The Joker Prank Shop (Basic Fun)

It baffles me why any company would pay for what I can only assume would be an expensive license, then proceed to develop, produce and (attempt to) sell a bunch of toys that most people are not going to buy. Such example is today's toys from Basic Fun.

Basic Fun isn't what I would call a "bad" company. In fact, quite the opposite. They're relatively well known for their mini arcade cabinets, I'm talking hand held. My favorite being the awesome original Mortal Kombat. While difficult to play, with its six buttons and multiple joystick motions needed to pull off moves, it's still fun, aesthetically. Let's just say they display nicer than they actually play.

But today's post is not about video games. Instead, it's about another license which Basic Fun acquired in 2020. That being, The Joker. Now, in and of itself, The Joker is a brand that has a strong following, and typically, it sells. However, I have to take a step back when I see the offerings from this company and ask, "Why?"

Why would you spend so much money on The Joker license, and then proceed to create novelty joke toys? I get it, The Joker, joke, yadda, yadda, yadda. But why invest so much money into a product that in all likelihood isn't going to sell?

The Joker Prank Shop was initially released with five different items, all of them being dime novelties. I dare say the toys cost pennies on the dollar to produce, and it shows. Further, none of them correlate to The Joker in any form or fashion. I don't recall the character running around Gotham with trick soda cans and rubber snakes.

I don't know, maybe I just don't get it. Maybe I'm not looking at these with the child like spirit that's needed to truly enjoy theses. Sorry, but I just see them as cheap garbage, inflated in uniqueness by slapping The Joker's name on them in an ill fated attempt that the name alone will get more sales than the actual products would on their own.

During its initial release, the company offered five toys in total, all of which were available through Walmart. These included, (1) Snake Chase Prank (2) Trick Soda Can (3) Mega Pranks Speaker (4) Bang! 2-In-1 Fake-Out Blaster (5) Ultimate Prank Kit. Ugh, just typing the names out induced an eye rolling effect from me. Cheap, cheap, cheap, is what keeps screaming in my head as I continue to write this post.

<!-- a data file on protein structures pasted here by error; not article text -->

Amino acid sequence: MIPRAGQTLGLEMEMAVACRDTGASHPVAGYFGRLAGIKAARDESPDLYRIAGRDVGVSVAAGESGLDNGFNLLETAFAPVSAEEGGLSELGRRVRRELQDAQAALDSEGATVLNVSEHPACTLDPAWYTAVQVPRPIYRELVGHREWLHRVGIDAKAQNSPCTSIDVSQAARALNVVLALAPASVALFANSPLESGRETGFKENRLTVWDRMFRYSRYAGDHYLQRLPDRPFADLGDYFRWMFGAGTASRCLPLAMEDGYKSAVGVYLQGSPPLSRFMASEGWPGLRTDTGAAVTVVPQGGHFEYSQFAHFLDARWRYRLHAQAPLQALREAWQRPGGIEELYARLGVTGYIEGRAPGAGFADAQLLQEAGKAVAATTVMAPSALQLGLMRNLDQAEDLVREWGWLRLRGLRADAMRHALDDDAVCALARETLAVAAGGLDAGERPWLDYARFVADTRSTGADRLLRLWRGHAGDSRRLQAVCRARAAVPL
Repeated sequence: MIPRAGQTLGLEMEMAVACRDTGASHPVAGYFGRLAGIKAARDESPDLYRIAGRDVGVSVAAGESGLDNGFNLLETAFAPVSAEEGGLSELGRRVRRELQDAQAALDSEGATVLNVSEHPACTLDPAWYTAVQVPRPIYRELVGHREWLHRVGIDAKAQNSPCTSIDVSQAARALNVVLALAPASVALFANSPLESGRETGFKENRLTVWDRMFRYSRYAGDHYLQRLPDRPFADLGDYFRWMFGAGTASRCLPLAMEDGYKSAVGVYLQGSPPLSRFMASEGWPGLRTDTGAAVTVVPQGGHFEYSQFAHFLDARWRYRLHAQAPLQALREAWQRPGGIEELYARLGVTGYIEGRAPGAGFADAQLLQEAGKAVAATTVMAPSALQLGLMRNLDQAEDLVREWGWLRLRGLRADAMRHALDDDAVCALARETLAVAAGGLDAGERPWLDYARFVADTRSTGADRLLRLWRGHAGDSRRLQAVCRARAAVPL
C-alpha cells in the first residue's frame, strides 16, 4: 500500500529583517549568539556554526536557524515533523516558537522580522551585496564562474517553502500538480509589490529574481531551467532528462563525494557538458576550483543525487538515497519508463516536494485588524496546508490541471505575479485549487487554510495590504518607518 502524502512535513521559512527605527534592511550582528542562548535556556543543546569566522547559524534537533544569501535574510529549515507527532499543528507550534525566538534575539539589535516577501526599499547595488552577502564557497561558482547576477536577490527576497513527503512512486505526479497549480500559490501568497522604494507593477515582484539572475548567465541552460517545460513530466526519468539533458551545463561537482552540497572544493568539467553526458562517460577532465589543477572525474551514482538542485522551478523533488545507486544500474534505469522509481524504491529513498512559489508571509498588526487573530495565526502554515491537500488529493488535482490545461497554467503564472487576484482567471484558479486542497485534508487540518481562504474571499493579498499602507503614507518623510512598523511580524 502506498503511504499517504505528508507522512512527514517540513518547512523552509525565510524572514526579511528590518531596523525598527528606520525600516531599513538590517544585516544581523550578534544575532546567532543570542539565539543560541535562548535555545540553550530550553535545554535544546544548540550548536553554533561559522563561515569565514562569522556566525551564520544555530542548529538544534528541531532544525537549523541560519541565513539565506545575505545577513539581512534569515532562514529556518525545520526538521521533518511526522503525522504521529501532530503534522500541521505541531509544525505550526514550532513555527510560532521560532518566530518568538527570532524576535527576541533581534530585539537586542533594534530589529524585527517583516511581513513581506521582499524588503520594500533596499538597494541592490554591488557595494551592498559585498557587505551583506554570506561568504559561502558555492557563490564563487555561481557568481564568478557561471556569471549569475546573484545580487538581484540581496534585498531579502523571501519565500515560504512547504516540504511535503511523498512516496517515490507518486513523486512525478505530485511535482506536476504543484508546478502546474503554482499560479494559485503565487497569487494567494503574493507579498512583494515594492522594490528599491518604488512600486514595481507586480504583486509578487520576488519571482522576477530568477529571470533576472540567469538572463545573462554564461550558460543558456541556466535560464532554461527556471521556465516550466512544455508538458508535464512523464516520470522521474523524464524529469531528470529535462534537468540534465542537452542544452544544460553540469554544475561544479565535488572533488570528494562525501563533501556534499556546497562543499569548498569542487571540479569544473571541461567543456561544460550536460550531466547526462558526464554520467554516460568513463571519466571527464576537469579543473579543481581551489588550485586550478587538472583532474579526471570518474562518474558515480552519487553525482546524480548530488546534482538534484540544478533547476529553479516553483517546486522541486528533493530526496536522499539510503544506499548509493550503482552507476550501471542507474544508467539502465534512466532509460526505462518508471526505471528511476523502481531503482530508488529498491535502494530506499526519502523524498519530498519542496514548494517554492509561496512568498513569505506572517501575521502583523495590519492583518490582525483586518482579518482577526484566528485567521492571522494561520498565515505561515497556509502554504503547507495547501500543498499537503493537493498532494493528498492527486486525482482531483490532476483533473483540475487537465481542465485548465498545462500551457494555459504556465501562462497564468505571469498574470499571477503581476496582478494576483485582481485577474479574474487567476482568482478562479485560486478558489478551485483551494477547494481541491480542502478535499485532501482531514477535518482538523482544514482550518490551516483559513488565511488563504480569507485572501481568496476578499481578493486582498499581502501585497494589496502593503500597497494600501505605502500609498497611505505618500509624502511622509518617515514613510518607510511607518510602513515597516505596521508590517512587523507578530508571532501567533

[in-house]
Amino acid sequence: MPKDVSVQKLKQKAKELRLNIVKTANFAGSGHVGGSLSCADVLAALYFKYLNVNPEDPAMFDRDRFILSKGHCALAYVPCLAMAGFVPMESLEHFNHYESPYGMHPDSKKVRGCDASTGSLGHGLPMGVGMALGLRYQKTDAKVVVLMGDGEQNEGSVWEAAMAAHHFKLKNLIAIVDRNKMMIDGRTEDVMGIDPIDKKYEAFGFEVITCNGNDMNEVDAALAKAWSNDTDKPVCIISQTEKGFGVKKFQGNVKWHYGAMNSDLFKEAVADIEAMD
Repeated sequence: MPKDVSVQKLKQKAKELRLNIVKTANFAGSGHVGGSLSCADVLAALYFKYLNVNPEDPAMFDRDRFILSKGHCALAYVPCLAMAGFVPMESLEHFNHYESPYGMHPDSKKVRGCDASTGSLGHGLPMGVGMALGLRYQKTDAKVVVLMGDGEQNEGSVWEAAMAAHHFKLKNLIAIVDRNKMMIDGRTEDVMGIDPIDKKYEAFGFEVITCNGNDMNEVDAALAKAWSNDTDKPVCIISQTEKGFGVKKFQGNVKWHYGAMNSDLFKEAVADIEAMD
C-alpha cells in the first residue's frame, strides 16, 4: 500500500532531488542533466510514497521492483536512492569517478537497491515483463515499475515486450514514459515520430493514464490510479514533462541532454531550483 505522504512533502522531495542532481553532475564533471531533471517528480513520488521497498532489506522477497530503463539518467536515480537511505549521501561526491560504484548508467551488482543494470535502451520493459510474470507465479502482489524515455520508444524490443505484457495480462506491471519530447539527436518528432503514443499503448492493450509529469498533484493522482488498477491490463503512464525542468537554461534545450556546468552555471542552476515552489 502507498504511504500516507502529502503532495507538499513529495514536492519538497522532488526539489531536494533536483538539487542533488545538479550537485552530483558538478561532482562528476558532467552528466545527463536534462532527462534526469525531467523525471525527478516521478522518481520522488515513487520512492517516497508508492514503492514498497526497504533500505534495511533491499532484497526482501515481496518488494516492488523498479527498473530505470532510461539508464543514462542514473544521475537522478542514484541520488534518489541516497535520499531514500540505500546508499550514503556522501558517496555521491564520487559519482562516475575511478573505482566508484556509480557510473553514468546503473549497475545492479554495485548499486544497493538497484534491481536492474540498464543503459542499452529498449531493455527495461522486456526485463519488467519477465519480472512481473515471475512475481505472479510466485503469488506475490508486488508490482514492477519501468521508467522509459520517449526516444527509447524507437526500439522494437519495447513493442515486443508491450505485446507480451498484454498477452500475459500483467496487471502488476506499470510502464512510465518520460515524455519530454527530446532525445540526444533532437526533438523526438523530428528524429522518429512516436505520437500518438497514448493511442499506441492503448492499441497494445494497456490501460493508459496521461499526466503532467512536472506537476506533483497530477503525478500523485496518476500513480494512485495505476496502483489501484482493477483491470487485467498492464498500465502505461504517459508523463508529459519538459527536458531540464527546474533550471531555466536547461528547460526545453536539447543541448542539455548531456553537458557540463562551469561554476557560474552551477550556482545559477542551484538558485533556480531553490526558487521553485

At the end of the day, I don't know why I'm so "offended" by these toys. It's not like I'm spending my money on them. I guess it's more so that Basic Fun would have the nerve to insult me so by even releasing these. Wow, I'm offended for the sake of being offended. So that's what it feels like to be a Millennial. I get it now.

These things tanked hard. While Wal-Mart is trying to get people to pay over ten dollars for them, you can actually find sellers on ebay listing them for less than half that price. I guess the joke was on the people who bought these.

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  1. My daughter is really into "pranks" and such which seems to be a phase that most kids go through (she's 7). It's also a really popular Youtube trend/ subgenre on many of the Youtube family channels so I can kind of see where someone may have thought this was a good idea. That being said, yeah, these just kind of warmed pegs until they were clearanced out from my experience. It's just one of those things where it seems companies tend to focus more on fad items and new properties rather than the main bread and butter line. Look at how many different scales of figures Hasbro pitches with each of their properties and yet the main action figure lines are often nowhere to be found. I really think these were targeted to kids who like Youtube pranks and giftbuying parents/ grandparents/ etc.

    Also, if I recall correctly these came out in late 2019 shortly after Todd Phillips' Joker film. I doubt they intended to be connected at all but it seemed like a really strange time to market Joker producst at kids.

    1. I mean, Joker is a psychopath, regardless of what era you take from the DC Universe. To me, marketing Joker to kids is the equivalence of marketing Pennywise to them.

      Joker has long been one of those properties that blurs the line of being appealing to kids, but at its core is a mature theme.

  2. Basic Fun used to be Bridge Direct Toys. They're the ones that screwed up The Hobbit line and license for which they will never be forgiven.